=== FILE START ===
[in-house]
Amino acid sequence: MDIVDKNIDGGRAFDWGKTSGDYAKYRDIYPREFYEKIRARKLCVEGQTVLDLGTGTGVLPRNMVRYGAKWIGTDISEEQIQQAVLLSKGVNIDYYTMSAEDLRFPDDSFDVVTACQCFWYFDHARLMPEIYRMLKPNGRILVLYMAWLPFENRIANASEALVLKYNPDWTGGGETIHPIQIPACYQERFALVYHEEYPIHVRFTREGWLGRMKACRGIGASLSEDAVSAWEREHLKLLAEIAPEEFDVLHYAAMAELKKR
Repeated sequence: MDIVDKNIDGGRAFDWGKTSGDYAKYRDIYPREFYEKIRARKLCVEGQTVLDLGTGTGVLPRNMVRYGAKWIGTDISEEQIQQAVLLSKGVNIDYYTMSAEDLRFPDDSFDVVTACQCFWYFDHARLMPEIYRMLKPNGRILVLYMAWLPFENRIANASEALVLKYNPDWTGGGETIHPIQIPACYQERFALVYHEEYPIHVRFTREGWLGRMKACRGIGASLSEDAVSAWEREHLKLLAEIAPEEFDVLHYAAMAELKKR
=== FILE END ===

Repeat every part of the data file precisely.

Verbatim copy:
[in-house]
Amino acid sequence: MDIVDKNIDGGRAFDWGKTSGDYAKYRDIYPREFYEKIRARKLCVEGQTVLDLGTGTGVLPRNMVRYGAKWIGTDISEEQIQQAVLLSKGVNIDYYTMSAEDLRFPDDSFDVVTACQCFWYFDHARLMPEIYRMLKPNGRILVLYMAWLPFENRIANASEALVLKYNPDWTGGGETIHPIQIPACYQERFALVYHEEYPIHVRFTREGWLGRMKACRGIGASLSEDAVSAWEREHLKLLAEIAPEEFDVLHYAAMAELKKR
Repeated sequence: MDIVDKNIDGGRAFDWGKTSGDYAKYRDIYPREFYEKIRARKLCVEGQTVLDLGTGTGVLPRNMVRYGAKWIGTDISEEQIQQAVLLSKGVNIDYYTMSAEDLRFPDDSFDVVTACQCFWYFDHARLMPEIYRMLKPNGRILVLYMAWLPFENRIANASEALVLKYNPDWTGGGETIHPIQIPACYQERFALVYHEEYPIHVRFTREGWLGRMKACRGIGASLSEDAVSAWEREHLKLLAEIAPEEFDVLHYAAMAELKKR